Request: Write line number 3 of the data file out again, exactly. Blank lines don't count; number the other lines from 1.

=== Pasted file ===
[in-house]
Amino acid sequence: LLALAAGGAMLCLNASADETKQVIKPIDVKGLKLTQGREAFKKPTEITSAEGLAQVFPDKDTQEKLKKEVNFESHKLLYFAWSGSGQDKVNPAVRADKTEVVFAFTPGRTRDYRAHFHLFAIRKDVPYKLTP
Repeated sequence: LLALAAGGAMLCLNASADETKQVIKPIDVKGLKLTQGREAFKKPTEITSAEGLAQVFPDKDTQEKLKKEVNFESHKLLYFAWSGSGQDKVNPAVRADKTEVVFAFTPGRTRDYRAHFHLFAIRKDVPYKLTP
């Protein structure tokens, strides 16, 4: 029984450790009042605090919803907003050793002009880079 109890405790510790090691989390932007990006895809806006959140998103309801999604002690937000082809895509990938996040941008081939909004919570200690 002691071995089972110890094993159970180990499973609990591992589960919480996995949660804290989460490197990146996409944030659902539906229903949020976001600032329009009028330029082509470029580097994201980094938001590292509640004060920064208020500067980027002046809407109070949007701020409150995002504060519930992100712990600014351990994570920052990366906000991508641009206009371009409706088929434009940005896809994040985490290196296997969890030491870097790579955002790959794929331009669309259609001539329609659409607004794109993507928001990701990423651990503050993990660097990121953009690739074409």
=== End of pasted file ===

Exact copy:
Repeated sequence: LLALAAGGAMLCLNASADETKQVIKPIDVKGLKLTQGREAFKKPTEITSAEGLAQVFPDKDTQEKLKKEVNFESHKLLYFAWSGSGQDKVNPAVRADKTEVVFAFTPGRTRDYRAHFHLFAIRKDVPYKLTP